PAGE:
Kiowas Moving Camp is one of 16 murals painted by Kiowa artists at Anadarko. If you’re passing through Oklahoma later this month, I read in the latest Linn’s Stamp News that these murals will be a feature of the program at the Oklahoma Philatelic Society‘s OKPEX 2019 stamp show, June 28-29. (Update your website, guys!)

I’m not done covering recent US issues. I look away for one moment (well, OK, I’ve struggled two watch for a few years now) and the USPS puts out a whole spate of goodies. But the next issue will get a whole entry to itself. Stay tuned…

Got an opinion on these issues? Drop a comment below! Share Punk’s posts on your socials! And meet me on FacebookTwitter, and Instagram!

© Philatelic product images remain the copyright of issuing postal administrations and successor authorities

That ’70s Showstopper

Last year I went trippy over Jersey’s psychedelic issue celebrating 1960s Popular Culture.  Well, times change. To be precise, they change to the 1970s. That’s how time works. Welcome to Jersey’s 1970s Popular Culture issue!

One of these stamps featured in my recent post about the strange preponderance of fondue on stamps lately. (I’ll give you a hint: it’s the one with the people eating fondue on it.) The stamps follow the same six themes: fashion, food, language, events, music and leisure.

I was too young to take in the 1970s as the tail end of them happened around me, and I’ve gotta be honest, it’s never been a decade that held much retro appeal to me (outside their contribution to the ongoing development of David Bowie, of course). I mean, look at those flares! And that green. Ugh!

But I do love the riotous colours on the rollerskating stamp. (Not so sold on rollerskating itself, I have the X-rays of my shattered radius to prove it.)

Jersey 2019 1970s Popular Culture £1.12 Leisure (roller skating) stamp

And I’m sure there were probably bigger ‘events’ in the 1970s than the arrival of home video recording, but I reckon I can see what happened here: Jersey Post got to the 1970s and realised they really should have had a ‘technology’ stamp. Either that, or they took a look at the 1970s as a whole and concluded, as I did before them, that the 1970s were a bit shit. Still, those curved stripes… I can’t find an exact correlation, but they take me back to the kinds of animations I was watching as a kid during the era. Sesame Street’s Pinball Number Count, anyone? And again, those colours! I think my dad’s shirts of the era were made out of this video tape.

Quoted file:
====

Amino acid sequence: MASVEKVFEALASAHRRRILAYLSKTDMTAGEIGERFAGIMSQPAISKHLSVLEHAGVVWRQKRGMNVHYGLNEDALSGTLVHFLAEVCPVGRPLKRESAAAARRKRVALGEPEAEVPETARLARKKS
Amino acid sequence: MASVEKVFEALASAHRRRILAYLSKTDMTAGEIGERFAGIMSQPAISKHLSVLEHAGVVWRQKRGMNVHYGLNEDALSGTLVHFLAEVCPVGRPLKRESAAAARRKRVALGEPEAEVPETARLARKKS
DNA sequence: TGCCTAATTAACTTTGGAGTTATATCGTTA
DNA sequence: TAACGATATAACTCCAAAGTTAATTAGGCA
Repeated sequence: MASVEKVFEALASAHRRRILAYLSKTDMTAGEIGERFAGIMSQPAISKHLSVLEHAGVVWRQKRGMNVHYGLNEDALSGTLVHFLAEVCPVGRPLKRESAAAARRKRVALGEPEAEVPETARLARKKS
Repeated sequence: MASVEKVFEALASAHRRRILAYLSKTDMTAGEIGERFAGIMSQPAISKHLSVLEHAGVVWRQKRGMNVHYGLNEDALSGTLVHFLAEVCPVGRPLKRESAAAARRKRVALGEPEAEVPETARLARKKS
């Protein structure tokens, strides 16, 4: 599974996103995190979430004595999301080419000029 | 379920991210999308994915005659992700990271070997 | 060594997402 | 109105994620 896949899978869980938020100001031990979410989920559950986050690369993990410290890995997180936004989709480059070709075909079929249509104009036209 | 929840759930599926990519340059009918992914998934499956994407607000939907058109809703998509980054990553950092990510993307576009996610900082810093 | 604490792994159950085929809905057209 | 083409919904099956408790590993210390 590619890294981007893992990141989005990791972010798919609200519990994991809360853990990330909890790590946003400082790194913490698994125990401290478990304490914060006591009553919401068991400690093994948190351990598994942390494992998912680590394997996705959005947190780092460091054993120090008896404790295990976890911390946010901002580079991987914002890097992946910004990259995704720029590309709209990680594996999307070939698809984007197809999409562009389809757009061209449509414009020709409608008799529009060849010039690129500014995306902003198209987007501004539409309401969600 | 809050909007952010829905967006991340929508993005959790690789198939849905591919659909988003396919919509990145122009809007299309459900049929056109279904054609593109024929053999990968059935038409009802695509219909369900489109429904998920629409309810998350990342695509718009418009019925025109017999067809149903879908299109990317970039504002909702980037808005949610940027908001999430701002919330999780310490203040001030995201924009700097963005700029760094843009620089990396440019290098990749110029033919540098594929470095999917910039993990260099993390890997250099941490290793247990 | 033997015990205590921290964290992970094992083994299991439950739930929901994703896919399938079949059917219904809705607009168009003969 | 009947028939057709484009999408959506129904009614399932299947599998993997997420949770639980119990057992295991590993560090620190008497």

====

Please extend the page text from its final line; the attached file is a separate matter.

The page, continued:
Jersey 2019 1970s Popular Culture 82p Events (home video recording) stamp

As with the previous sets in this series, the 1970s Popular Culture issue includes a scene depicting Street Life of the 1970s. Do not adjust your screen. It seems that life in Jersey in the seventies was very, er, pink.

Jersey 2019 1970s Popular Culture £2 Street Life miniature sheet

But of this set, how could this not be my favourite stamp? It doesn’t really say an awful lot about the Punk movement (I admit, another worthwhile contribution from the 1970s). It could symbolise angry seamstresses. Which leaves only one other possible option. It is clearly a tribute to the one other great moment of the 1970s: the birth of the Punk Philatelist. They even used the same queen that I use in my imagery! Thanks guys. And if you think this doozie isn’t going to show up on a regular basis in my social media, you’d be very wrong.

Jersey 2019 1970s Popular Culture 65p Music (punk) stamp

I’ve only just learned that this is merely the third of a 5-part series. (I totally missed the 1950s series.) Needless to say, as a child who became fully aware of the world on the cusp of the 80s and 90s, I am already VERY excited for the next two installments.

Can you dig this issue, or is it too heavy for you? Drop a comment below! Share this post on your socials! And meet me on FacebookTwitter, and Instagram! x

© Philatelic product images remain the copyright of issuing postal administrations and successor authorities

 

 

Circuit books: WTF?

Circuit book and catalogueHello and welcome to the new occasional segment I just decided to launch! Here’s how it works: you ask ‘WTF?’ and then I explain a thing. Got that? Great.

So a few years back I joined a local philatelic society. A stamp club. I hadn’t been in a stamp club since primary school, and it’s not something I mention to my normal friends, because we all know how it sounds (except for people who join stamp clubs, many of whom do not realize how it sounds). I also joined the club’s circuit book list.

Stop right there! “Circuit books” – WTF? Continue reading

Fondue is big this year